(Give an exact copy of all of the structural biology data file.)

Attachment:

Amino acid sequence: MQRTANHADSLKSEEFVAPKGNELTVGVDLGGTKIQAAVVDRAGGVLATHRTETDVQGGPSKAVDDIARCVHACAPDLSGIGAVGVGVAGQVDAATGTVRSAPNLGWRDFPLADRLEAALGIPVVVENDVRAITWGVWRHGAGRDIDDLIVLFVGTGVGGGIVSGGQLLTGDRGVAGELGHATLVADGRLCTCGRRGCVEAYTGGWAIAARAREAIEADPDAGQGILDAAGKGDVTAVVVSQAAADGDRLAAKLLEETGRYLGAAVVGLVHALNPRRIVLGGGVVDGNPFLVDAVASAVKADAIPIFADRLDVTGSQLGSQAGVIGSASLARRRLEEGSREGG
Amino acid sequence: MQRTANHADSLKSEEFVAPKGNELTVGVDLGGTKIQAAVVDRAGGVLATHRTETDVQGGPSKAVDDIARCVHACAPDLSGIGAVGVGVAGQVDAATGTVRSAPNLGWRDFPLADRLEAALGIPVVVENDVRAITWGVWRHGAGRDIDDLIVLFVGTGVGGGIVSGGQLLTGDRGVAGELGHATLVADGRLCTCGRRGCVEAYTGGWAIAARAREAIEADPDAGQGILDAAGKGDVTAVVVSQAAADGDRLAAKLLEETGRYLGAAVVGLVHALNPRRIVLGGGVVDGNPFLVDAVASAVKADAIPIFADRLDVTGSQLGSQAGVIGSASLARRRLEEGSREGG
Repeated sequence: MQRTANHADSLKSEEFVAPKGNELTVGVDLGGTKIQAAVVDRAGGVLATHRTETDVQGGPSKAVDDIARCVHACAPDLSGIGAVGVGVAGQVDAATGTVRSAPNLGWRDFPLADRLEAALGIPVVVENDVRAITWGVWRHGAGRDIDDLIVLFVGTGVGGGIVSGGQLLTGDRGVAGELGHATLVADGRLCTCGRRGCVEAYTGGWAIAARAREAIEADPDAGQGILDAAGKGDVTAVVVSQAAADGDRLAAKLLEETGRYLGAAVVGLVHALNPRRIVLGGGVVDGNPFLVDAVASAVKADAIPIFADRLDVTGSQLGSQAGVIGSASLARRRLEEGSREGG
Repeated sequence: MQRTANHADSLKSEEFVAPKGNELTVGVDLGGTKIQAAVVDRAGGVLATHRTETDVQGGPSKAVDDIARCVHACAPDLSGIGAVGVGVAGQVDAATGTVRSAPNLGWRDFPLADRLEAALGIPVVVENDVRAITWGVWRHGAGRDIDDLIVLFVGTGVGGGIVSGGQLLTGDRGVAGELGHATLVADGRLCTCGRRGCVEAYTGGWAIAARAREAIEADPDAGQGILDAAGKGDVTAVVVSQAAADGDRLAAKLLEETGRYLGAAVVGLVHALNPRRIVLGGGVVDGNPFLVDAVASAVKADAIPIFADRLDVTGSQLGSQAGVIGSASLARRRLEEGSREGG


Amino acid sequence: MQRTANHADSLKSEEFVAPKGNELTVGVDLGGTKIQAAVVDRAGGVLATHRTETDVQGGPSKAVDDIARCVHACAPDLSGIGAVGVGVAGQVDAATGTVRSAPNLGWRDFPLADRLEAALGIPVVVENDVRAITWGVWRHGAGRDIDDLIVLFVGTGVGGGIVSGGQLLTGDRGVAGELGHATLVADGRLCTCGRRGCVEAYTGGWAIAARAREAIEADPDAGQGILDAAGKGDVTAVVVSQAAADGDRLAAKLLEETGRYLGAAVVGLVHALNPRRIVLGGGVVDGNPFLVDAVASAVKADAIPIFADRLDVTGSQLGSQAGVIGSASLARRRLEEGSREGG
Amino acid sequence: MQRTANHADSLKSEEFVAPKGNELTVGVDLGGTKIQAAVVDRAGGVLATHRTETDVQGGPSKAVDDIARCVHACAPDLSGIGAVGVGVAGQVDAATGTVRSAPNLGWRDFPLADRLEAALGIPVVVENDVRAITWGVWRHGAGRDIDDLIVLFVGTGVGGGIVSGGQLLTGDRGVAGELGHATLVADGRLCTCGRRGCVEAYTGGWAIAARAREAIEADPDAGQGILDAAGKGDVTAVVVSQAAADGDRLAAKLLEETGRYLGAAVVGLVHALNPRRIVLGGGVVDGNPFLVDAVASAVKADAIPIFADRLDVTGSQLGSQAGVIGSASLARRRLEEGSREGG
Repeated sequence: MQRTANHADSLKSEEFVAPKGNELTVGVDLGGTKIQAAVVDRAGGVLATHRTETDVQGGPSKAVDDIARCVHACAPDLSGIGAVGVGVAGQVDAATGTVRSAPNLGWRDFPLADRLEAALGIPVVVENDVRAITWGVWRHGAGRDIDDLIVLFVGTGVGGGIVSGGQLLTGDRGVAGELGHATLVADGRLCTCGRRGCVEAYTGGWAIAARAREAIEADPDAGQGILDAAGKGDVTAVVVSQAAADGDRLAAKLLEETGRYLGAAVVGLVHALNPRRIVLGGGVVDGNPFLVDAVASAVKADAIPIFADRLDVTGSQLGSQAGVIGSASLARRRLEEGSREGG
Repeated sequence: MQRTANHADSLKSEEFVAPKGNELTVGVDLGGTKIQAAVVDRAGGVLATHRTETDVQGGPSKAVDDIARCVHACAPDLSGIGAVGVGVAGQVDAATGTVRSAPNLGWRDFPLADRLEAALGIPVVVENDVRAITWGVWRHGAGRDIDDLIVLFVGTGVGGGIVSGGQLLTGDRGVAGELGHATLVADGRLCTCGRRGCVEAYTGGWAIAARAREAIEADPDAGQGILDAAGKGDVTAVVVSQAAADGDRLAAKLLEETGRYLGAAVVGLVHALNPRRIVLGGGVVDGNPFLVDAVASAVKADAIPIFADRLDVTGSQLGSQAGVIGSASLARRRLEEGSREGG